Age disparities also exist with initiation rates of 53.0% for women younger than 20 years compared with initiation rates of 69.0% for women aged 20–29 years and 77.5% for women aged 30 years and older 7.
Healthy People 2020 Targets for Breastfeeding*
Increase the proportion of infants who are
ever breastfed (81.9%)
breastfed at 6 months (60.6%)
breastfed at 1 year (34.1%)
exclusively breastfed through 3 months (46.2%)
exclusively breastfed through 6 months (25.5%)
Employers with on-site lactation support (38%)
Reduce the proportion of breastfed newborns who receive formula supplementation in first 2 days of life (14.2%)
Increase the proportion of live births that occur in facilities that provide recommended care for lactating mothers and their babies (8.1%)
*Healthy People 2020 targets are shown parenthetically.
Barriers to Breastfeeding
Barriers to breastfeeding are multifactorial and include socioeconomic status, education, misperceptions, and social norms. Low-income women have lower rates of breastfeeding because they are more likely to return to work sooner after giving birth and are employed in positions that make breastfeeding at work more difficult than women with higher incomes 9. The Affordable Care Act supports breastfeeding through an amendment to the Fair Labor Standards Act or federal wage and hour law. The amendment, which took effect on March 23, 2010, requires employers to provide reasonable break time and a private place, other than a bathroom, for breastfeeding mothers to express breast milk during the workday for 1 year after the infant’s birth 10 11. The absence of such requirements has been noted previously as a substantial obstacle to breastfeeding. It should be noted that employers with fewer than 50 employees may be exempt from this requirement if they are able to show that compliance would cause them undue hardship 11.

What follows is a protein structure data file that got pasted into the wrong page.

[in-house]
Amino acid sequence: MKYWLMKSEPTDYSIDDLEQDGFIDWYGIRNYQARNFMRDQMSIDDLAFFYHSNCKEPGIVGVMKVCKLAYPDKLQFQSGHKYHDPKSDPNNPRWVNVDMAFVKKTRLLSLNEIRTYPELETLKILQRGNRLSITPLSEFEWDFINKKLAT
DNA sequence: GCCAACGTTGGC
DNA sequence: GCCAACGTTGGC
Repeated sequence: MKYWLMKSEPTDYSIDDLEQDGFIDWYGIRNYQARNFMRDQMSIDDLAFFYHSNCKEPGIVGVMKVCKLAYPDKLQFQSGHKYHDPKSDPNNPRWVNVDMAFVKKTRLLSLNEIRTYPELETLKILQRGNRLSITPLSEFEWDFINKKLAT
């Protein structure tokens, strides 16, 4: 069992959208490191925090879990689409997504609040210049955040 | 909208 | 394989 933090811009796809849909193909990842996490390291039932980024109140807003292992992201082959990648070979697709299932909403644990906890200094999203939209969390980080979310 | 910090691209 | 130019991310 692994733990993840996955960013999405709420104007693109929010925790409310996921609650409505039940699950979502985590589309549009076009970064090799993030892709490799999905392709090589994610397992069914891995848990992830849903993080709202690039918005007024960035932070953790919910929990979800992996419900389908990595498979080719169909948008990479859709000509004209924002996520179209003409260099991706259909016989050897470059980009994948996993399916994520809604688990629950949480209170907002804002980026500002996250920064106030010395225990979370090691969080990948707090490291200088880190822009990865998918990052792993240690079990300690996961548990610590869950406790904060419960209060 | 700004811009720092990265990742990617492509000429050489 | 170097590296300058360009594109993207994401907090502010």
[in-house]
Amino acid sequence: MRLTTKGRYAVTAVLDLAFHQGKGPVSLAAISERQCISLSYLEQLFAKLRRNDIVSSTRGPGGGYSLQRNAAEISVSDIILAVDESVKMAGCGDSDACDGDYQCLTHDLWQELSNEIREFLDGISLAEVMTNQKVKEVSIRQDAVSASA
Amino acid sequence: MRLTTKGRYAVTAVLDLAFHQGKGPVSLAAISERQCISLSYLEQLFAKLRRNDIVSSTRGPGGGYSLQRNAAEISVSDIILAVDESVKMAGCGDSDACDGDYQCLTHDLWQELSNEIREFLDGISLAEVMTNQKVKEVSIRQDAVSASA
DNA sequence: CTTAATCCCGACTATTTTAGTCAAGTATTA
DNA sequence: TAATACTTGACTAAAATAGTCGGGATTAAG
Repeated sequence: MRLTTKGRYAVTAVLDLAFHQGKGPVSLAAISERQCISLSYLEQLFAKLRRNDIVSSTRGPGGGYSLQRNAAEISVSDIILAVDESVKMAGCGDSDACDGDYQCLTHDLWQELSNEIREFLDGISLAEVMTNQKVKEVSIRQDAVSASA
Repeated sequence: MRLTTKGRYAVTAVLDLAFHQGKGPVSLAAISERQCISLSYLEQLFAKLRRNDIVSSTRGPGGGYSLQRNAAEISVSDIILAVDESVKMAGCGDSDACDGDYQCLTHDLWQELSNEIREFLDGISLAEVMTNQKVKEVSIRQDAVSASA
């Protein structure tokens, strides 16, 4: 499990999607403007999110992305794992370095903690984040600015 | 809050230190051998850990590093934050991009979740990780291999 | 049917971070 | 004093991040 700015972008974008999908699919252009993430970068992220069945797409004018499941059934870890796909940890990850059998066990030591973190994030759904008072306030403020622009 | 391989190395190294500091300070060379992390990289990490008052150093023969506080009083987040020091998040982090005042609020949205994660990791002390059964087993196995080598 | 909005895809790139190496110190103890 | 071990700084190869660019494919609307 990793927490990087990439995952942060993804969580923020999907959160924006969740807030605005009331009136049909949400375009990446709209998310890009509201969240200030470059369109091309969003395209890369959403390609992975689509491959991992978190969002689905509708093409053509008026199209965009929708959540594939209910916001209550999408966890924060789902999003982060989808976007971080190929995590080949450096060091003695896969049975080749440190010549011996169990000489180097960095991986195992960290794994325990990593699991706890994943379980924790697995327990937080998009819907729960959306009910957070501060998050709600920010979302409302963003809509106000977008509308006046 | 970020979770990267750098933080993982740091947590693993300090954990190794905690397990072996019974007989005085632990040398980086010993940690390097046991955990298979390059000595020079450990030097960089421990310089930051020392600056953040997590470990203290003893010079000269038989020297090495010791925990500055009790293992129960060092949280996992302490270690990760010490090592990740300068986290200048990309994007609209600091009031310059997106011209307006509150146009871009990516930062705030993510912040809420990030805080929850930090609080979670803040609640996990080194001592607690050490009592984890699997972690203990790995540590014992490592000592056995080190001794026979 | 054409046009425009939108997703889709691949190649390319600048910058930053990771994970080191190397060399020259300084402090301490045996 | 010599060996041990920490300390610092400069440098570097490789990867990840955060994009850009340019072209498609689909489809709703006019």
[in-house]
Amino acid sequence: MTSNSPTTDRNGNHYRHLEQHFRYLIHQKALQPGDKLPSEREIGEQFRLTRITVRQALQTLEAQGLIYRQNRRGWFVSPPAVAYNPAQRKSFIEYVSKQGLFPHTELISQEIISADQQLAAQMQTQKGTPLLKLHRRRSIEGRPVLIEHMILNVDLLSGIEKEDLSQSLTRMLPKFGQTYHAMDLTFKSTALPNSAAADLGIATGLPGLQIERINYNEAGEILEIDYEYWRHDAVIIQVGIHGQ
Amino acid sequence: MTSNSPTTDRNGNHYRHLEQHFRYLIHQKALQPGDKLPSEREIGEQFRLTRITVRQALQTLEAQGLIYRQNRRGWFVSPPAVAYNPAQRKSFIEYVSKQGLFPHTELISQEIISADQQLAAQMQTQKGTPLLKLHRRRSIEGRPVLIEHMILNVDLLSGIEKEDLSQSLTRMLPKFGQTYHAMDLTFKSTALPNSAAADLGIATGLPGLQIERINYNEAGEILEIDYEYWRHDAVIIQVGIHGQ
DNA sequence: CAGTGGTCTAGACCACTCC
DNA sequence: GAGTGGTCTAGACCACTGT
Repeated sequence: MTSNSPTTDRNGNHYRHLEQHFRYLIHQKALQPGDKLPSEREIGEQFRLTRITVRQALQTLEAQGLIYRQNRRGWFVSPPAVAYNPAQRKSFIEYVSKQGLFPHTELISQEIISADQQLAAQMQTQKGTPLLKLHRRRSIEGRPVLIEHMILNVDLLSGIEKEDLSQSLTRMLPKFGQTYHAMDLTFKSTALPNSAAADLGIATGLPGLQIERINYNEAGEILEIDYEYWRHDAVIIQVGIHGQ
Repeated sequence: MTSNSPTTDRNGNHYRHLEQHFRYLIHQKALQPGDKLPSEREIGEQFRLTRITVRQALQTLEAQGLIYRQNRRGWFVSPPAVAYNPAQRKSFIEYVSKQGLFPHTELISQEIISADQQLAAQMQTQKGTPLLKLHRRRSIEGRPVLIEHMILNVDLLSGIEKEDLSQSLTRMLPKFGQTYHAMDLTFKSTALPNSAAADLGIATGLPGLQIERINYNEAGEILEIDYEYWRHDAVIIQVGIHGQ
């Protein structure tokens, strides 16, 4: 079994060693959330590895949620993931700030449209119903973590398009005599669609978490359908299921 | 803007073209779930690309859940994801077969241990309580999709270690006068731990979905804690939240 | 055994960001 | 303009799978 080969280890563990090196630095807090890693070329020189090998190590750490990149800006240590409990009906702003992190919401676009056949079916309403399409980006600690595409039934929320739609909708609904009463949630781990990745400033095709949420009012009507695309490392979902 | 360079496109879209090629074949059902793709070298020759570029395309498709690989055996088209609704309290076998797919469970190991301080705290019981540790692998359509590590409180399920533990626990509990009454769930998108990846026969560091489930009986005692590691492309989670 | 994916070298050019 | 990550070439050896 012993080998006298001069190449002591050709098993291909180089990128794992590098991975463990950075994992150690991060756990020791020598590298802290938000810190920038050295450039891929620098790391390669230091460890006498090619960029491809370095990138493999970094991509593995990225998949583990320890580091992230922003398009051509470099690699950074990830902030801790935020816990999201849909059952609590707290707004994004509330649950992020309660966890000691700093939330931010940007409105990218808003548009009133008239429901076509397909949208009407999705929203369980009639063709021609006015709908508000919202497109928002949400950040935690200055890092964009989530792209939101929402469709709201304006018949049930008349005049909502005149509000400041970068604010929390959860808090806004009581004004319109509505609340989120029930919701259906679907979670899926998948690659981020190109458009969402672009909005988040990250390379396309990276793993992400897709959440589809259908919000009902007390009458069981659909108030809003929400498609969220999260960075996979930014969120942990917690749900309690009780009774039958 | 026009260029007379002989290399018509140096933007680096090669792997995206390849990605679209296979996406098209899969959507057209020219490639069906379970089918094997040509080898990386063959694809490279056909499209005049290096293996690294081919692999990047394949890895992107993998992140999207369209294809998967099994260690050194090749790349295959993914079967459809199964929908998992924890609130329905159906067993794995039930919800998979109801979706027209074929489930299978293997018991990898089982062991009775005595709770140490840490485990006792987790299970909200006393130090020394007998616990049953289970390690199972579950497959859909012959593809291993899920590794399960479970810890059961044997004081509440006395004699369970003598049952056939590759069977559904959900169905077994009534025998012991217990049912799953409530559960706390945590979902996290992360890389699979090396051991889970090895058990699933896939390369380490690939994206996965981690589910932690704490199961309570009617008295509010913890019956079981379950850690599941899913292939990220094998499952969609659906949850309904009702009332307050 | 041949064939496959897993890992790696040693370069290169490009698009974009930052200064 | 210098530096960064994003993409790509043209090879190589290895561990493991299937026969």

Women with a high school diploma or less are also less likely to breastfeed 12 and may be unaware of the specific benefits of breastfeeding, as well as less familiar with techniques for successful breastfeeding. Poor family and social support also can be a barrier 13. Adolescents often have their own misperceptions about breastfeeding. Common myths, such as “it creates dependency,” have been demonstrated as reasons for failure of adolescents to initiate breastfeeding 14.
Social norms also present additional barriers to breastfeeding 13. Breastfeeding in public is not a widely accepted practice. In a focus group study conducted in three major U.S. cities, both women and men expressed their disapproval of breastfeeding in public 15. Nearly all states, the District of Columbia, and the Virgin Islands have laws to support breastfeeding in public 16. Health care providers should be aware of their state or territory laws to inform and empower patients to feel comfortable breastfeeding in public. A listing of U.S. laws by state and territory is available at www.ncsl.org/issues-research/health/breastfeeding-state-laws.aspx. The social belief that formula feeding is the norm is influenced by the marketing efforts of companies that produce infant formula. Many hospitals give new mothers gift packs that include formula, and many hospitals have not developed lactation programs to provide education and support for breastfeeding. Health care providers should be aware that the giving of gift packs with formula to breastfeeding women is commonly a deterrent to continuation of breastfeeding 17. A professional recommendation of the care and feeding products in the gift pack is implied. For this reason, health care providers may conclude that noncommercial educational alternatives or gift packs without health-related items are preferable.